The Radetzky March is an extraordinary novel. The story of the Von Trotta family is told on the stage of the end of the Austro-Hungarian Empire, an empire that stretched all the way across Eastern Europe. The old institutions that were passing amid great change, and the sense of war to come form the inevitable background of the characters' lives. Roth's novel is considered by many to be one of the great novels of the 20th century.

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"The Radetzky March is a dark, disturbing novel of eccentric beauty. ...xIf you have yet to experience Roth, began here, and then read everything." – Eileen Battersby, The Irish Times

"The Trottas were a young dynasty. Their progenitor had been knighted after the Battle of Solferino. He was a Slovene. Spolje – the German name for his native village – became his title of nobility. Fate had elected him for a special deed. But he then made sure that later times lost all memory of him." – The Radetzky March, Everyman's Library, 1996 edition.

The Bridge on the Drina
by Ivo Andric

Although this is a fictional work, there can no better book to understand the history of the Balkans and the lands that used to be called Yugoslavia. Written by Nobel Prize winner Andric, this vivid history of a town and its bridge extends back to the 16th century and forward to the beginning of World War I. Through the eyes of very memorable characters we view the events of the wider world and the way they affect the town and its inhabitants. Even if this seems like too vast a book, I encourage you to give it a try. You will be captured at once by the riveting characters and their place in the flow of history.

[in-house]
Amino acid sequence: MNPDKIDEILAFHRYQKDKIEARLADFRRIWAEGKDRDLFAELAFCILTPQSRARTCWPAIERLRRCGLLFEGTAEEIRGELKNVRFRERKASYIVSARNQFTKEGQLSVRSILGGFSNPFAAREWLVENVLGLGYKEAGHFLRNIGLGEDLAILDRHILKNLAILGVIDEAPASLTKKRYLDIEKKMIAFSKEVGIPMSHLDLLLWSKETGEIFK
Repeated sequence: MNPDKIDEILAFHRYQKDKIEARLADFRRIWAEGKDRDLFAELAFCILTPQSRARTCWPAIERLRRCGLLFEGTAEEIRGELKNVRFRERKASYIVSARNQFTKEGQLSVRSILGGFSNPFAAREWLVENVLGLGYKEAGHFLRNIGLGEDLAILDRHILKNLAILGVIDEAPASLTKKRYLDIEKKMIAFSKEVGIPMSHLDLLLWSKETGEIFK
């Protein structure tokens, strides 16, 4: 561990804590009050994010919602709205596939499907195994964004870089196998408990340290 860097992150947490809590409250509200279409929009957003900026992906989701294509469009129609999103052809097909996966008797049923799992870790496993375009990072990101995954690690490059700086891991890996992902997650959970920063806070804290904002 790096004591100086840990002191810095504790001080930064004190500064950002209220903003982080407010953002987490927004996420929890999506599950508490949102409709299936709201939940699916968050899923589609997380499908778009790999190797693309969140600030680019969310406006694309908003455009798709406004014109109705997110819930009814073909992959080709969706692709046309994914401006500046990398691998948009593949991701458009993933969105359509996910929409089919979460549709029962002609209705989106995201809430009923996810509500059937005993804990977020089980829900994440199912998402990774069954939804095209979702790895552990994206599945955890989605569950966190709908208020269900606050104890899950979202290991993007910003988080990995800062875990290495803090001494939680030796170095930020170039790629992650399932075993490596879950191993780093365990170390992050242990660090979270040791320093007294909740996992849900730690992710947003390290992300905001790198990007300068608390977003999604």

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"Despite its scale, what makes the book extraordinary is the tender insight with which it treats these individual lives, whether Catholic, Orthodox, Muslim or Jewish." – Fiona Sampson, The Independent

"'You will see, Fehim,' Galus enthusiastically assured his friend as if it were a matter of the same night or the next morning, 'you will see. We shall create a state which will make the most precious contribution to the progress of humanity, in which every effort will be blessed, every sacrifice holy, every thought original and expressed in our own words, and every deed marked with the stamp of our name. Then we will carry out work which will be the result of our free labor and the expression of our racial genius, put up buildings in comparison with which all that has been done in the centuries of foreign administration will appear like silly toys. We will bridge greater rivers and deeper abysses'. ...xBahtijarevic remained silent. Even Galus's voice lowered in tone. As his ideas became more exalted, his voice became lower and lower, hoarser and hoarser, till it became a strong and passionate whisper and was finally lost in the great silence of the night. At last both young men were silent. But none the less Bahtijarevic's silence seemed a thing apart, heavy and obstinate in the night." – The Bridge on the Drina, University of Chicago Press, 1977 edition.